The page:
Guest Opinion | A fond farewell to The Mill

A long time patron of the Mill reminisces about the memories they’ve created at a local Iowa City cultural icon.


The Mill is seen on Monday, March 11th, 2019.

When word broke this week of The Mill closing, it prompted crying emojis in our office’s Slack channel. The Mill has been our 2nd downtown office, with our rent paid exclusively in happy hour pints & fried pickles. My colleagues were understandably bummed. The Mill is an iconic downtown Iowa City institution. For a half century it’s been a vine-clad rock in its support of local musicians, artists, poets, and comedians. Without The Mill, Iowa City can’t call itself the ‘Greatest Small City for the Arts.’ The Mill’s closing is irrefutably bad for this town. But if we’re being honest with ourselves, The Mill is also a shell of its former self.

Growing up in Iowa City in the 90s, my family spent every Friday night at The Mill. It was always packed, which meant long wait times for your seats or your food. But with a stack of quarters at the Space Invaders or pinball machines, that time would fly by. And the food, especially the Italian offerings, was always worth the wait. The pizza, lasagna, and all-you-eat spaghetti & meatballs were the best Iowa City had to offer. I’m not wearing kid-blinders either. To this day my parents still swear by that pizza. The Mill offered what so many restaurants couldn’t, an atmosphere that appealed to everyone. On Friday nights the families would eventually shuffle out, the doorman would set up his cover charge sign, and the bar crowd would shuffle in. Then the music would kick on, and the second Friday night would begin.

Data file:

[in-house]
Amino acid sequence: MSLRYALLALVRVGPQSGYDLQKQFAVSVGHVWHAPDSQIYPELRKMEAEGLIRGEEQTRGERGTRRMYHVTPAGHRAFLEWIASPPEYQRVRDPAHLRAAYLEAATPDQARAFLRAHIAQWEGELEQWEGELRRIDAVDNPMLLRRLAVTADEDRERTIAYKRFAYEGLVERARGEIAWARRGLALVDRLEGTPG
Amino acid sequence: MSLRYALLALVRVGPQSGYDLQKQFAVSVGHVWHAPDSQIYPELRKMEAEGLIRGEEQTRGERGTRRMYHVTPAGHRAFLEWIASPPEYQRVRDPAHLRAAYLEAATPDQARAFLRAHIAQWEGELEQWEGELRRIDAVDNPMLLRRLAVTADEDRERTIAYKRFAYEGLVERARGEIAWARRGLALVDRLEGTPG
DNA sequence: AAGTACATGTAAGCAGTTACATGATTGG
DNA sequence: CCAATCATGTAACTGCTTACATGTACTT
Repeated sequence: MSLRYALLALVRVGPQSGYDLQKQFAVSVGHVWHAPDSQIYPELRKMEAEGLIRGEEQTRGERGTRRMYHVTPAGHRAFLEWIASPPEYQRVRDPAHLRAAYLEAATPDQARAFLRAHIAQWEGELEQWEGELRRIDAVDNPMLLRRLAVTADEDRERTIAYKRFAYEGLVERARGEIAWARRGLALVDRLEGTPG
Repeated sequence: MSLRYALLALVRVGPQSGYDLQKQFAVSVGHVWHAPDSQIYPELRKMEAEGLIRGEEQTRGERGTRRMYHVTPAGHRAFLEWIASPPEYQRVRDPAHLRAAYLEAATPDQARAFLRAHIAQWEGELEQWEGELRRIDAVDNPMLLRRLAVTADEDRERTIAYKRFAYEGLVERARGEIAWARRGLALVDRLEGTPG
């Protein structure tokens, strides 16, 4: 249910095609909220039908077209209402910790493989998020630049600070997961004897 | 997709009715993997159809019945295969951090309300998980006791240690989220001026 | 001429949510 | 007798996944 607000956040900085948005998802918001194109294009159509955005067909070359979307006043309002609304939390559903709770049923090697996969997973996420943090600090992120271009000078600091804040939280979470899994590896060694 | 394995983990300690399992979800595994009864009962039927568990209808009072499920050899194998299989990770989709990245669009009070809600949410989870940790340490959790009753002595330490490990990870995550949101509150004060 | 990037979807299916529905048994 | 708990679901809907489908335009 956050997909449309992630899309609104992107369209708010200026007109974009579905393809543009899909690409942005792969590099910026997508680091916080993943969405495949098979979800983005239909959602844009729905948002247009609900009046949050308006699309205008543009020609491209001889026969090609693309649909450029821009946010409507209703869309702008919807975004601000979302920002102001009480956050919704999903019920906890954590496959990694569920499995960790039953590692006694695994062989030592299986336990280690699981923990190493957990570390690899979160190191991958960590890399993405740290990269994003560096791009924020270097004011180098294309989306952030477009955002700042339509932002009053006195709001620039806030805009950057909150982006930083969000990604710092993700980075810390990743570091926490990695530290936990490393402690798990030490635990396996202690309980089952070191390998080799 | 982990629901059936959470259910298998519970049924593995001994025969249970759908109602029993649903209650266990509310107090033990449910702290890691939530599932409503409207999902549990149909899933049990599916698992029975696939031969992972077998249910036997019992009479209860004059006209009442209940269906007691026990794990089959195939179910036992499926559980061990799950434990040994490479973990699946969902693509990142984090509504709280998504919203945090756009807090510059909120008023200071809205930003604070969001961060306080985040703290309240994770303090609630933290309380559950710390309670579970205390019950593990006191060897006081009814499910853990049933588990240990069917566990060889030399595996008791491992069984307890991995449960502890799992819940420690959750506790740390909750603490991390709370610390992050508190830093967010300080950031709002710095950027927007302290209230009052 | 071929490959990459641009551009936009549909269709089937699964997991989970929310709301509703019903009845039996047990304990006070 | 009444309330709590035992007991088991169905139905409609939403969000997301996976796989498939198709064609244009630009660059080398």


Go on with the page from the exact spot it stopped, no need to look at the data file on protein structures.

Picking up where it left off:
But when ownership changes, a business inevitably changes. Sometimes it changes for the good, sometimes for the worse, and 2003 was no exception. The Mill has undeniably maintained its status as an important advocate for the local arts, but the restaurant has slipped into irrelevance. The food that used to be so good has now for years been mediocre at best. Compounding that decline in quality, the venue itself is dilapidated. The booth seats today were there in ‘95 (maybe even 1965), and they were uncomfortable 25 years ago. Though back then at least they didn’t have rips, holes and broken springs. I won’t belabor the point, but it shouldn’t be sugar coated either. As someone who loved The Mill, it’s been sad to watch it regress to the mean of downtown establishments. Downtown Iowa City has an unfortunate excess of middling bars that also masquerade as dining establishments.

All this to say, I still love the idea of The Mill. The Mill is like Kanye, and I just miss the old Mill. It’s always been a unique cultural melting pot with a loyal following. It has the bones to offer what most establishments can’t: great food & eclectic entertainment with its own distinctive ambience. It can and should be a draw for all Iowa Citians. Unfortunately The Mill’s future is unknown. COVID-19 has been unrelenting and especially unforgiving to an industry that already gets by mostly on sheer will than on profit. But I will continue to hope for the best. I hope that someone with the means can still save The Mill, and I hope that whoever does will give us a glimpse of what The Mill could still be.

Chris Sorrel, Iowa City resident

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